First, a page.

Threat of recession

By the same token, there are strong arguments in favor of a stricter policy (stop the injection of fresh billions in the economy and favor the exit of interest rates from the very low area), despite the its negative effects on growth and inflation. The most important of them is to secure the necessary ammunition in case of a new crisis. It would be very dangerous for ECB to confront a new emergency with even more cash printing, at a moment when its balance sheet is already overloaded with €2tn of generously and zero interest rate circulated cash. Obviously, in order to be prepared to face a new crisis, the ECB must adopt a strict line.

All more so because the likelihood of a new crisis is not small at all. Increased global uncertainty and what the central bankers said last month at their annual Jackson Hole gathering, are quite alarming. Janet Yellen, the Fed Chair clearly stated a new crisis in bound to come sooner or later, because of the “all-too-familiar risks of excessive optimism, leverage, and maturity transformation reemerging”.

In short, if the ECB doesn’t tamper its extraordinarily accommodating policy and continues spreading around for free €60bn a month after December, it will expose Eurozone to great risks. In contrast, the difficulties of a strict policy with a more expensive euro and a bit higher interest rates will be mere nuisances, compared to the helplessness in view of a new crisis. Let alone the dangerous distortions caused to the entire economy by the zero interest rates, the huge free unwarranted incomes of the banking sector and the addiction of the financial system to zero cost money.

A difficult choice

For sure, the ECB and Mario Draghi have to find answers to all those questions next Thursday or rather after a few weeks in October at the latest. The political sides of such crucial choices will certainly play a paramount role. In the past, Draghi has managed to achieve such majorities in the Governing Council, so as to support those countries who mostly need backing. Continuing on the extraordinary policy lines next year serves the Southern member states and France, while a stricter option is solicited by Germany. Obviously, Berlin doesn’t mind coping with a more expensive euro, expecting more gains from higher interest rates, thanks to its colossal reserves and surpluses.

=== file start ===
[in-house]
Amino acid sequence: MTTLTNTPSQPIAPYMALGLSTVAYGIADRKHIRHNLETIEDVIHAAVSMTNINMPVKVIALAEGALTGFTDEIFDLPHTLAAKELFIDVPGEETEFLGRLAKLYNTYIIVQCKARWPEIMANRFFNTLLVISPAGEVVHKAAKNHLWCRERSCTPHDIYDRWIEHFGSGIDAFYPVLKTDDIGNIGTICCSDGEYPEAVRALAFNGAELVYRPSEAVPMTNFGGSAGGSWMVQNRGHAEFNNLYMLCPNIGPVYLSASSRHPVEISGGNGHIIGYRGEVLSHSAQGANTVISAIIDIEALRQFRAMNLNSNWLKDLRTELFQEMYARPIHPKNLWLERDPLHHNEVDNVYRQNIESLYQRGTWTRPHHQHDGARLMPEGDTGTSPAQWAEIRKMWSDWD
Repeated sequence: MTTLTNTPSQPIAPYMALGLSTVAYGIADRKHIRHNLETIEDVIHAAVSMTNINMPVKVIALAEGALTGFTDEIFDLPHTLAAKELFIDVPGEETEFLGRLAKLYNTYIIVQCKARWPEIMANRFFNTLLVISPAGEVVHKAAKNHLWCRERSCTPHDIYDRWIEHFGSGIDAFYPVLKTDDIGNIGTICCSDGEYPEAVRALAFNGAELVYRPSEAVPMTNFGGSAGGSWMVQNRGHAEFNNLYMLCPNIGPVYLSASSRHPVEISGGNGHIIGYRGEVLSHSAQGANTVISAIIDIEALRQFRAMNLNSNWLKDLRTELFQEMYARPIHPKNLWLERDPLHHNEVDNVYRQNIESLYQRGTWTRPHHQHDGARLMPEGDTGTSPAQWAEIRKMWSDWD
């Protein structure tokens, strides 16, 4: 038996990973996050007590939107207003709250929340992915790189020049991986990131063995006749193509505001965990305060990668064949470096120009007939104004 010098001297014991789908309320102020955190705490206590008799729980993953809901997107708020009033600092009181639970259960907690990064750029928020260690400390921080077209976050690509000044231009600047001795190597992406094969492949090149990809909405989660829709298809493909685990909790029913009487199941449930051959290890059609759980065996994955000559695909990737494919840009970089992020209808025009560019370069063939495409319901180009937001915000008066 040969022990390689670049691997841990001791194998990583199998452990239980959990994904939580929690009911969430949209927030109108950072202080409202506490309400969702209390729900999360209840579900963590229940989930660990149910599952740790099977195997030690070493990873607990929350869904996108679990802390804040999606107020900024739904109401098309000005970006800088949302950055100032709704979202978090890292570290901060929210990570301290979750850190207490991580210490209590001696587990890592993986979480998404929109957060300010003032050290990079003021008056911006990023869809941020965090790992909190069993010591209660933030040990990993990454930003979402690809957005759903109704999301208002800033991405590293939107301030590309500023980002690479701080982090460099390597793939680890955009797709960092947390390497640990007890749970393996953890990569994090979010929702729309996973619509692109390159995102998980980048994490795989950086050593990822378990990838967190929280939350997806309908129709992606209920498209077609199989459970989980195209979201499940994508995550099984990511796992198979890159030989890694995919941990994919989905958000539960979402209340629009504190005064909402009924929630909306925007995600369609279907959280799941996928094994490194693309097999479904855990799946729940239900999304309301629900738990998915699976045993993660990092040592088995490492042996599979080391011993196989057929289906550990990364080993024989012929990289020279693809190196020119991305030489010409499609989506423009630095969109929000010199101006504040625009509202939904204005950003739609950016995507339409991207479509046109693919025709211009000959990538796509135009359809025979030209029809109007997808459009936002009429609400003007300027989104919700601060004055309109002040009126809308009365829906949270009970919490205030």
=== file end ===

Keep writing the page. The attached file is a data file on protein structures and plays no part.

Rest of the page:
In the end, a compromise is to be sought, with Draghi vying to get the most for the deficitary Eurozone countries, as he has been doing all along his term as head of ECB.  The result will most probably not look like today’s generosity, but will be closer to this direction. In this way, Germany and some others in the minority side of the Governing Council will also be served, through ECB’s free money support to their unhealthy banking systems. If this is the case, the ascent of the euro may be restricted at around the current levels.